Jun 30, 2014 at 17:10
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    «Данные» is «data», «информация» is «information». The difference is that information is data+metadata. I don't use Windows, but if Microsoft made mistakes these two terms, it's rediculous. It'd be akin to translating «sentence» as «слова».
    – v010dya
    Jul 1, 2014 at 11:38
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The localization process has always been quite tricky because, aside from the main purpose of translating the meaning of any given text, there's another problem - the length of the resulting text in the target language. And statistically speaking, Russian has about 20-50% more words than English.

So the word Пуск is as short as English Start and shorter than the word Старт.

The difference is quite noticeable here:

  • Start
  • Пуск
  • Старт

Although without italics, the difference isn't as significant:

  • Start
  • Пуск
  • Старт
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My two cents.

First of all, I'm not sure Microsoft chose it. As far as I know, they had a Russian partner who did localization for them. And let me tell you, some old-timers feel they did a terrible job.

To give you just one example, “[Bank] account” is «[банковский] счёт» in Russian. Nevertheless, “Windows account” was translated as «учётная запись Windows». «Учётная запись» (~“accounting record”) is a completely new expression that was never used before. When you hear it, it doesn't ring any bells.

Even worse, when a computer engineer gets an error message, he/she often translates it back into English in their mind just to understand what it means.

So the question “Why was it translated this way?” doesn't make sense in general. It can just be a random choice or a bad decision.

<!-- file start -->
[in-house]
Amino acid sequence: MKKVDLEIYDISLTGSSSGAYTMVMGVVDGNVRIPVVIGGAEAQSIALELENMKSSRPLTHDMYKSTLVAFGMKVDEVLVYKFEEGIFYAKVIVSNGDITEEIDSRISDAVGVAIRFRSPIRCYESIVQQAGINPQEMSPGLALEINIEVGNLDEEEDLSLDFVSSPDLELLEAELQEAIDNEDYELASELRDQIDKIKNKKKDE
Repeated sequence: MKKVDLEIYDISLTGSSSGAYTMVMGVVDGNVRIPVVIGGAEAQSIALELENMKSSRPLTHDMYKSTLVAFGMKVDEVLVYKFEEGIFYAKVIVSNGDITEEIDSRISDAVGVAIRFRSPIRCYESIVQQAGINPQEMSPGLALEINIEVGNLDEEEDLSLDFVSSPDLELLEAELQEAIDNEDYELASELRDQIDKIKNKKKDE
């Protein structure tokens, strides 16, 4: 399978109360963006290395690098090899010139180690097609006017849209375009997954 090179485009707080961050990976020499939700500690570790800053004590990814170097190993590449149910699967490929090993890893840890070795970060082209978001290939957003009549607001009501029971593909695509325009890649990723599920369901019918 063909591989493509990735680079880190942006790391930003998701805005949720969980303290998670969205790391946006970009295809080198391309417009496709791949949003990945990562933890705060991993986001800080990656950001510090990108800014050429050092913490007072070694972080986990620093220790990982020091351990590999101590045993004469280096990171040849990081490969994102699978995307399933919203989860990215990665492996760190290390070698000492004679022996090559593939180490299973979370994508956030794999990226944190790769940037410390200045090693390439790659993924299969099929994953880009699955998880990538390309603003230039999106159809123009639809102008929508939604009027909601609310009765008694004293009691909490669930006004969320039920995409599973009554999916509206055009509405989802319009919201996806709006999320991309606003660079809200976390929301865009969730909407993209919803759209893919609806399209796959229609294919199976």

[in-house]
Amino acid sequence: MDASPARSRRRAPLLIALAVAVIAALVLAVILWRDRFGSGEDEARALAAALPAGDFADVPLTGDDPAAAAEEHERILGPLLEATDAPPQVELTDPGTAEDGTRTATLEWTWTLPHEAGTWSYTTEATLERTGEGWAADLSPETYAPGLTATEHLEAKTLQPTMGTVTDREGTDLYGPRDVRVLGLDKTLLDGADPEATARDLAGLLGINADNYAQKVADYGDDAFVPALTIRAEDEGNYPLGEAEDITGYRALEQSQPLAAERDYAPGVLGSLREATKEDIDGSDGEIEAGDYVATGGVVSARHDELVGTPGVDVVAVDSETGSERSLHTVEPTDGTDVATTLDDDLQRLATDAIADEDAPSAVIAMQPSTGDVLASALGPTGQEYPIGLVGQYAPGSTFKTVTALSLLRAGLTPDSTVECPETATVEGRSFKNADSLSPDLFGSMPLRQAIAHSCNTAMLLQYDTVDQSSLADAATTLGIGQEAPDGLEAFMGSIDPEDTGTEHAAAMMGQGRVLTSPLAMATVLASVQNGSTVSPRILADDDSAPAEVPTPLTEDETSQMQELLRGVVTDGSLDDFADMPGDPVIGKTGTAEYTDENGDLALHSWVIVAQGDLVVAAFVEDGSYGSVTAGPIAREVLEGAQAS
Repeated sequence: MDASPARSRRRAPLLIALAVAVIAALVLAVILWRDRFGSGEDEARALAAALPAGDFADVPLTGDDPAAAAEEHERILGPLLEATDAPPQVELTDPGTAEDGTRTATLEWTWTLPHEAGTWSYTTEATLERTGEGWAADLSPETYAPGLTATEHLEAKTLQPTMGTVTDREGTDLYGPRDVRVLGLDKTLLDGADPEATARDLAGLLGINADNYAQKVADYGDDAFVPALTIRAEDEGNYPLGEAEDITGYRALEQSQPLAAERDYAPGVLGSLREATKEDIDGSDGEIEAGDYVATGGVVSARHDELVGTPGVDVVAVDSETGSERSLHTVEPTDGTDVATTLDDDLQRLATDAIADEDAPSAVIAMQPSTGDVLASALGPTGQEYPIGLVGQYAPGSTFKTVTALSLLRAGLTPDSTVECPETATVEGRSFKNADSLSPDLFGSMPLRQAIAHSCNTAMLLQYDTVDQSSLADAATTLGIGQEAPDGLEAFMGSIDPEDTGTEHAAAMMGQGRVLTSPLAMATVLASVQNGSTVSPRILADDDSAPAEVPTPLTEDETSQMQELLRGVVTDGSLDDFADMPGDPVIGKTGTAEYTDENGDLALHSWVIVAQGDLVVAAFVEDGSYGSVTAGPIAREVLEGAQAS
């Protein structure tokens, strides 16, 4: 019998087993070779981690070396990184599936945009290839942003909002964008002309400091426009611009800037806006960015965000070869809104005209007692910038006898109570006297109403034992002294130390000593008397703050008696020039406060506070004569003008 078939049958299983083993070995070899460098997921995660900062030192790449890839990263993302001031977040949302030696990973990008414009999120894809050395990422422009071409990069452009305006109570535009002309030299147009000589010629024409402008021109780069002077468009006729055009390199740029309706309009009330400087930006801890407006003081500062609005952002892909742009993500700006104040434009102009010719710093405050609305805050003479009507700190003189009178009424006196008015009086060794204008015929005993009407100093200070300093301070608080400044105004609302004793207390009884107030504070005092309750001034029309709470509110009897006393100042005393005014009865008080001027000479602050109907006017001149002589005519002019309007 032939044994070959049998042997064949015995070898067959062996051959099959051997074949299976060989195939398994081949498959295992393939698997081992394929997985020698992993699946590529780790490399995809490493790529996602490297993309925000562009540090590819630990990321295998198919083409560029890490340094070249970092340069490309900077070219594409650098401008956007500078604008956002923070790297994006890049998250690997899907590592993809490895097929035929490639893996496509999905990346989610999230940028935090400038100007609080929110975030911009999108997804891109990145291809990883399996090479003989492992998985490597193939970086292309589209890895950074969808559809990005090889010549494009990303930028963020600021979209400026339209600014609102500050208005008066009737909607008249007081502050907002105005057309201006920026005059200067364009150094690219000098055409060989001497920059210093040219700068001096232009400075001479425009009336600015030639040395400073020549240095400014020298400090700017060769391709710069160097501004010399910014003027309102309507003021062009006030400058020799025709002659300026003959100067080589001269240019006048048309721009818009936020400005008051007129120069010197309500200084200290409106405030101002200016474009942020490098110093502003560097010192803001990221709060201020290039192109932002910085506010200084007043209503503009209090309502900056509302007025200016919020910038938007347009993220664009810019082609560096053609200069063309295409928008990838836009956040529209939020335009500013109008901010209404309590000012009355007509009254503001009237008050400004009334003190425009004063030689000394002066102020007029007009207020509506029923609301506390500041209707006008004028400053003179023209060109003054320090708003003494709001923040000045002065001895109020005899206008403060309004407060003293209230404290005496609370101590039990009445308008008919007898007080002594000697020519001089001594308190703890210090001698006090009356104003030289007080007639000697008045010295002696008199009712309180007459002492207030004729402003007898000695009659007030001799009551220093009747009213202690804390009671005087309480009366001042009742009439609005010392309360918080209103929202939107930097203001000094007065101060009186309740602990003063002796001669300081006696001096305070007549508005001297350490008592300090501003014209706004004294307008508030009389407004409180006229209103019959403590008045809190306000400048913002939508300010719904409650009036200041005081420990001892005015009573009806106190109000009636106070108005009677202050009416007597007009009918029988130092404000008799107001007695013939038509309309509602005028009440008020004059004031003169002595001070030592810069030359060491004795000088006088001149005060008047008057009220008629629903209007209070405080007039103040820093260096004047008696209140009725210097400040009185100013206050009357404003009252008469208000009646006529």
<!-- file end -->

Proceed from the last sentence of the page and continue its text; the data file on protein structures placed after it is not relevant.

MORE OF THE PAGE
But translating “Start” as «Пуск» seems to be an exception to the rule. It's a good choice because there's an engineering tradition of using a «Пуск» button to start anything and «Стоп» to stop it. Here's an illustration:

Start button

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    "Cчёт Windows" would be absolutely meaningless and absurd.
    – Anixx
    Jul 7, 2022 at 20:10
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    Because English is not Russian. Счёт in Russian is exclusively associated with counting, not with any kind of "registration". Счёт Windows would be understood as a bill for using Windows (счёт also means bill for utilities or service in Russian).
    – Anixx
    Jul 7, 2022 at 20:15
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    On the other hand, any record in the registry (for instance, residential registry or inventory registry) is called "запись".
    – Anixx
    Jul 7, 2022 at 20:17
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    "Учётная запись" literally means "accounting record", and it is absolutely natural term for what it denotes.
    – Anixx
    Jul 7, 2022 at 20:19
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    @Shtole If it were not for the history behind the use of the word "account", calling a user's files and settings an "account" would be absurd in English too. It goes back to the days of time-sharing systems when computer users paid by the minute. Each user had an "account" because they received bills.
    – David42
    Jul 11, 2022 at 13:48